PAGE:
For those of you who haven’t heard of Bradley Tusk yet – well, he’s the one who brought you Uber. He didn’t write a code for the app or launched first Uber cars in San Francisco, but he was the one who saved the company from death by politics. And that’s only a fraction of what his new book is about.
Tusk opens it up from the most favorite spot of all reporters – right from where the action is.
I was sitting at a United gate, hoping for a standby seat on the one flight to New York not yet canceled. My phone lit up. Travis.
“You see what De Blasio just did?”
It was the summer of 2015, when New York Mayor Bill de Blasio proposed a legislation to cap Uber’s growth at one per cent a year. Basically, kill the business. There were a few weeks before the proposed bill was to be heard at City Council, and just a few votes at City Hall against it.
Two minutes later, Travis and I talked again.
“This is bad,” I told him.
“No shit. If it happens in New York, the whole world is going to see it. Which means it could happen anywhere. We can’t let that happen.”
Now, we all know how that unfolded. Uber won. And expanded to 785 metropolitan areas worldwide.
Tusk’s book is a how-to manual for not only startups (or venture capitalists, for that matter), it’s generally a “how-to guide” on how to understand, communicate and influence – in life, business or politics.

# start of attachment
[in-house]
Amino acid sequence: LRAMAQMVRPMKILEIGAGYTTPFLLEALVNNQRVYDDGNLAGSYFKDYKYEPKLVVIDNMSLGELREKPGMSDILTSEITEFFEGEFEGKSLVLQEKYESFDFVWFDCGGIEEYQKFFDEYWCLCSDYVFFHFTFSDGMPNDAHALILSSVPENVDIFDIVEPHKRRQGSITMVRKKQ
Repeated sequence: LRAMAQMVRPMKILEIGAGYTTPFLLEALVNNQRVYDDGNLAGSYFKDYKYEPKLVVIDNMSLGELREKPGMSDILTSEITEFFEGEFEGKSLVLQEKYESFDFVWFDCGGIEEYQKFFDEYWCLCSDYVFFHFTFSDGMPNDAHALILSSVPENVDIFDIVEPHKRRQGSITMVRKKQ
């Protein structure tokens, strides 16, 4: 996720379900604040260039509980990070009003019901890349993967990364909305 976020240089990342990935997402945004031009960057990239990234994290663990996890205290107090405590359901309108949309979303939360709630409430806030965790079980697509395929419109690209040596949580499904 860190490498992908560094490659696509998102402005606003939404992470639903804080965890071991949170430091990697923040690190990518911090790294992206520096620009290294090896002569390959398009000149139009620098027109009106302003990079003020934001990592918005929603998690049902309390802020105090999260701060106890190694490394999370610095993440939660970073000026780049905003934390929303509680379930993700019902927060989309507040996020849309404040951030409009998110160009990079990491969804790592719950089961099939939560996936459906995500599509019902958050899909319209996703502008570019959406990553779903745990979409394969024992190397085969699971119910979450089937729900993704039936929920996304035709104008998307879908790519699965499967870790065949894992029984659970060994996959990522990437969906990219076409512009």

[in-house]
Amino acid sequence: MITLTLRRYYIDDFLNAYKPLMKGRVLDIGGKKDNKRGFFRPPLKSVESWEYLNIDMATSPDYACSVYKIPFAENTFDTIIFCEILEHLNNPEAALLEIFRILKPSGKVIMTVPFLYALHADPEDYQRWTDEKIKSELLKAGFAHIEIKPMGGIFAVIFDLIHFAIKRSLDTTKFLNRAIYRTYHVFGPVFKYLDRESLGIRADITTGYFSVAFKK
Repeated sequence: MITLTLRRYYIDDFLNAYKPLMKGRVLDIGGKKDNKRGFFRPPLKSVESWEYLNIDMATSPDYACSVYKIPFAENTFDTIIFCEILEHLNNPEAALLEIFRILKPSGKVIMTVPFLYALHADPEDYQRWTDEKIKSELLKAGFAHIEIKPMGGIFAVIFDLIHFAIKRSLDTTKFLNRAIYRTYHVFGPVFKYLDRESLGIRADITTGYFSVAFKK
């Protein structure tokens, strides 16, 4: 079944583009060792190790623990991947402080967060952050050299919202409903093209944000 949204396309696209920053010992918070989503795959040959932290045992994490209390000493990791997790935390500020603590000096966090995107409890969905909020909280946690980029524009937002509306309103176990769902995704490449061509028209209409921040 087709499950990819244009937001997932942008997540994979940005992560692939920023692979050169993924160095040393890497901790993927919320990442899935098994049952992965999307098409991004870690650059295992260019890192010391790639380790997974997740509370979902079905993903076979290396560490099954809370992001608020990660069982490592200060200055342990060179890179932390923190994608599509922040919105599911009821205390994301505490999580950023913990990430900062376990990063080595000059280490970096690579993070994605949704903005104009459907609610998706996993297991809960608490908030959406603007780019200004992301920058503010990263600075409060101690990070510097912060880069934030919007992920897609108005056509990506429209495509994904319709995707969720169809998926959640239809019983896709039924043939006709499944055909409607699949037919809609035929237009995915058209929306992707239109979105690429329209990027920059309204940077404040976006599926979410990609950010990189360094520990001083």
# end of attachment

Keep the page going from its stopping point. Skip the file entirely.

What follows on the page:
“No one gives you anything by accident”
However, it turns out that accident itself drove Tusk into politics.
I didn’t know anyone in politics… Except my Dad knew one guy – Brien O’Dwyer – whose law firm represented the carpenters’ union.
In 1992, carpenters were in charge to get the stage at the Madison Square Garden ready for The Democratic National Convention. The party provided the union with a set of passes to use as they saw fit. One of those passes got Tusk into the game.
Starting from the internship at the Philadelphia City Hall, he moved to be the communications director of the newly elected U.S. Senator Chuck Schumer, from whom he learnt what press and PR meant to politicians.
Whoever is running Chuck’s press operation is like a crack dealer. He or she has what Chuck desperately needs and if that person decides to turn off the spigot, Chuck is like a junkie without a fix.
Tusk goes into great detail describing Schumer’s press operations. Unlike now, when Chuck Schumer is the most powerful democrat in Washington, back in 1998 he was just the junior senator whose party was in the minority.
We’d have to invent stuff to get attention – naming a blue ribbon commission to study the perils of tooth decay or writing a letter to Ford Motor Company to protest the rising cost of windshield wiper fluid.